Tools for Job Searchers

Not exactly a set of “fun” links, really.

I still work in Oil and Gas, albeit in IT, which means there are a lot of layoffs.  And, there are more coming.  Even though I’m in IT, and they need use like they need electricity, I could go at any minute.  So, in solidarity for those who have already lost their job and those who might still, I’ reposting several links to resources for job seekers.

First, for those who are still employed, but who have lost their boss, here’s some advice from The Muse, via LifeHacker, about what to do when your boss resigns which might prove useful.. The first suggestion is good advice for us all right now; Don’t Panic. And, frankly, I’d add to the list they give you a bit of my own advice. Be helpful to the new boss, or anyone who’s left. They probably just walked into a bad situation that they may or may not be fully prepared for so do them, and yourself, a favor and help out. For that matter, make sure you’re a team player and everyone knows it. Naturally, you should have been doing this all along, but, if you haven’t, now’s the time to start.
Secondly, if you are out there searching already, or think you might be, make sure your resume is in order. Need help? Try this collection of Five Free Resume Building Apps from Techrepublic. If you’re stuck writing your resume, maybe because you haven’t written one in a while or even never have, these can be a good way to get started. If you have a resume already, and are searching, you may want to try customizing them to the particular job you’re applying to at any given moment. If you need help with that, check out Resunate, the Smart Online Resume Builder.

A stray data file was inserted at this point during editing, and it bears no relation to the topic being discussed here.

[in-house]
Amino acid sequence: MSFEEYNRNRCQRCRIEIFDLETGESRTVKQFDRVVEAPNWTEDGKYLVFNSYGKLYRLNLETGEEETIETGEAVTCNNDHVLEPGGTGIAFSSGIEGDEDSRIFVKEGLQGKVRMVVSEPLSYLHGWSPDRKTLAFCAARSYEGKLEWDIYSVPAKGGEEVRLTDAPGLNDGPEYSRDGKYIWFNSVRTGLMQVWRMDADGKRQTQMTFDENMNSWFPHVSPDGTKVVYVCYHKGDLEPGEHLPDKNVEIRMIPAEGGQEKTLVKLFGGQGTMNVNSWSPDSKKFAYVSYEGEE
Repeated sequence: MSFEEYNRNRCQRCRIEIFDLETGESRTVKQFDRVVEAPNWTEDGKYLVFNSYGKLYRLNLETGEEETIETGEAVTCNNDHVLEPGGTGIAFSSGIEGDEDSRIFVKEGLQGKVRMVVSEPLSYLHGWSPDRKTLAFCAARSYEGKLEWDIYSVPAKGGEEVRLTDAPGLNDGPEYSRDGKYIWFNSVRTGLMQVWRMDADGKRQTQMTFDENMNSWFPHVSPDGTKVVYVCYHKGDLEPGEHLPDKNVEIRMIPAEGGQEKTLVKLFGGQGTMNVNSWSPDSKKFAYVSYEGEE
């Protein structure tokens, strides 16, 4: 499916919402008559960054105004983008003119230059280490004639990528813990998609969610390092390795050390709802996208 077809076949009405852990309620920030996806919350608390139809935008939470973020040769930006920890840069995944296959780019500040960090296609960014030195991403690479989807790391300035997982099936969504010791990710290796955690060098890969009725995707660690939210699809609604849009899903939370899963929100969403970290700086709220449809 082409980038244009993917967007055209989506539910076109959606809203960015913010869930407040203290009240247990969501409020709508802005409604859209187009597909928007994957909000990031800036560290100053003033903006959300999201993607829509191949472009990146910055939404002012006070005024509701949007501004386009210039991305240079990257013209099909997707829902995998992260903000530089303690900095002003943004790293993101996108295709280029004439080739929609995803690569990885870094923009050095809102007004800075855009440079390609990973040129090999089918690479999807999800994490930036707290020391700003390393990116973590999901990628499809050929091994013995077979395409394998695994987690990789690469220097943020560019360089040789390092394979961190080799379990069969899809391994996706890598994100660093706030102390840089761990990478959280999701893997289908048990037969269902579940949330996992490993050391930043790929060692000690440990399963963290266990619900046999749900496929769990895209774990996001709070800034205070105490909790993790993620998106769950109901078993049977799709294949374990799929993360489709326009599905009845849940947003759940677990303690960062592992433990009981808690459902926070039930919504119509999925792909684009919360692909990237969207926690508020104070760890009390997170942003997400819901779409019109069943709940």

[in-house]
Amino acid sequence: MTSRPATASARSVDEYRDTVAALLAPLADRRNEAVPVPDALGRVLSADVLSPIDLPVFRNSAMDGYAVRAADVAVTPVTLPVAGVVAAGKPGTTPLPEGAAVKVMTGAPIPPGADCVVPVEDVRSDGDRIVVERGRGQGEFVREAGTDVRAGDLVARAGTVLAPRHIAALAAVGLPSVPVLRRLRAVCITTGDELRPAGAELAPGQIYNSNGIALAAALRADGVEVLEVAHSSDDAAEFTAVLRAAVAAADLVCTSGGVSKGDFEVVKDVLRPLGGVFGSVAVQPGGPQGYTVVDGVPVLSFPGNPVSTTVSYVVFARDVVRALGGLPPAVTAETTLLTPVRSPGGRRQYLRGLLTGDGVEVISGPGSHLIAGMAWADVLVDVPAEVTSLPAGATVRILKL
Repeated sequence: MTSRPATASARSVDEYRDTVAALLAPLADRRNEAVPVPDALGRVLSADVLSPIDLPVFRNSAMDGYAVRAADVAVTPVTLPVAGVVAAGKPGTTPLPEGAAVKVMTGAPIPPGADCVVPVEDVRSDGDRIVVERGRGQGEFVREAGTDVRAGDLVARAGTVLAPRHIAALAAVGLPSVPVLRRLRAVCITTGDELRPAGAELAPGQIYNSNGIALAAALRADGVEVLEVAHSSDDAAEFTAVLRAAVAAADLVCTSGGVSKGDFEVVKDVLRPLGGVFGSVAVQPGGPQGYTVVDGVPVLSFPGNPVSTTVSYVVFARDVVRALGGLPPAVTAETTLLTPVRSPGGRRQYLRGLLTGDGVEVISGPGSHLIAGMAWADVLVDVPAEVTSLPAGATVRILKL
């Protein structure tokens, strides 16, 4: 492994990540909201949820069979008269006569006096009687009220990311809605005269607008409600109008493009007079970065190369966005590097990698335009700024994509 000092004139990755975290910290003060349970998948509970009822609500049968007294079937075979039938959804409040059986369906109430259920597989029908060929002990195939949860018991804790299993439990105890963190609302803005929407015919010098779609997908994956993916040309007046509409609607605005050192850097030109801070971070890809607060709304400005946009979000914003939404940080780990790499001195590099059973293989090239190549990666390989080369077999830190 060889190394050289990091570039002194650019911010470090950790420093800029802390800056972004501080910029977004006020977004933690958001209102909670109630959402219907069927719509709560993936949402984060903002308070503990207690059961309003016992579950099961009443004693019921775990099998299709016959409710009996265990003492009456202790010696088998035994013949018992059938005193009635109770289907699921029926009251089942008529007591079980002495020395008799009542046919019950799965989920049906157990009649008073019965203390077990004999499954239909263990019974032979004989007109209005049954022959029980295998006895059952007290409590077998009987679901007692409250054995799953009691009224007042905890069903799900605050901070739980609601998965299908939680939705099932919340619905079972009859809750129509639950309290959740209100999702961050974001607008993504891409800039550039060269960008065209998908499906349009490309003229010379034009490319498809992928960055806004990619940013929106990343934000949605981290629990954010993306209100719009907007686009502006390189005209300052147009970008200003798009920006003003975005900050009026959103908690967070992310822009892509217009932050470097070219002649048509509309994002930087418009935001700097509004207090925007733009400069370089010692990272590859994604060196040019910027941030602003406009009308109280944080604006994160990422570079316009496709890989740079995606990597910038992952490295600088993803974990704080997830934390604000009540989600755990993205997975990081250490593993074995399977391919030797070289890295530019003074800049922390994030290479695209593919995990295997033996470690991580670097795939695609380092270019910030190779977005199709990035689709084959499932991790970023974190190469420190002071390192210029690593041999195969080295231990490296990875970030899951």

You just load up your current resume, then add in the job you want to apply for and let this website tell you where your resume matches, or doesn’t match, the job description. Then, as if that weren’t enough, they actually let you create a new resume based on the changes, automagically!  Of course, always run it by an actual human being that you trust before sending it to anyone. If you’re using a placement firm of any kind, a good way to test their quality is to send the resume to them for feedback. The good ones will actually give you feedback.
Finally, once you get as far as an interview, Fortune and CNN have a list of Five Questions to Ask Your Next Boss to determine if you’ll be a good fit. People always forget that an interview is for the candidate to evaluate the company, position and boss, as well as the company to evaluate the candidate. This article gives you some great ideas to try and see how you’d fit into a new organization.  Just because the job market is tough doesn’t mean that you should just grab anything, if you can help it.

So, I hope that none of my readers has lost their job recently, or been too greatly effected by layoffs, but, if you have been, I hope these links help. Also, remember, we aren’t our jobs, so go do something fun this weekend that connects you to people outside of work.
Good luck, y’all.

3 Responses

  1. […] First, for those who are still employed,… Read More […]

  2. tinyhands

    I got laid off by an oil & gas company early last year and it turns out to have been the best thing that happened to me in a long time. In addition to a nice severance package, I quickly found a better-paying job in a more stable industry with a better boss & coworkers. Fortunately, I was laid off early in the downturn, so I wasn’t competing with too many people for a new job. The lesson: Don’t fear the layoff unless you’re the last one out the door and don’t have universally-applicable skills.

  3. J. K. Hoffman

    First of all, I’m sorry you got laid off. But, I’m glad it worked out well for you.
    My skills are easily transferable to another industry because, data, after all, is data, no matter what industry. Someone has to keep the data flowing and that I can do. But, not everyone I work with is in that position. For them, it’s going to be kind of rough.

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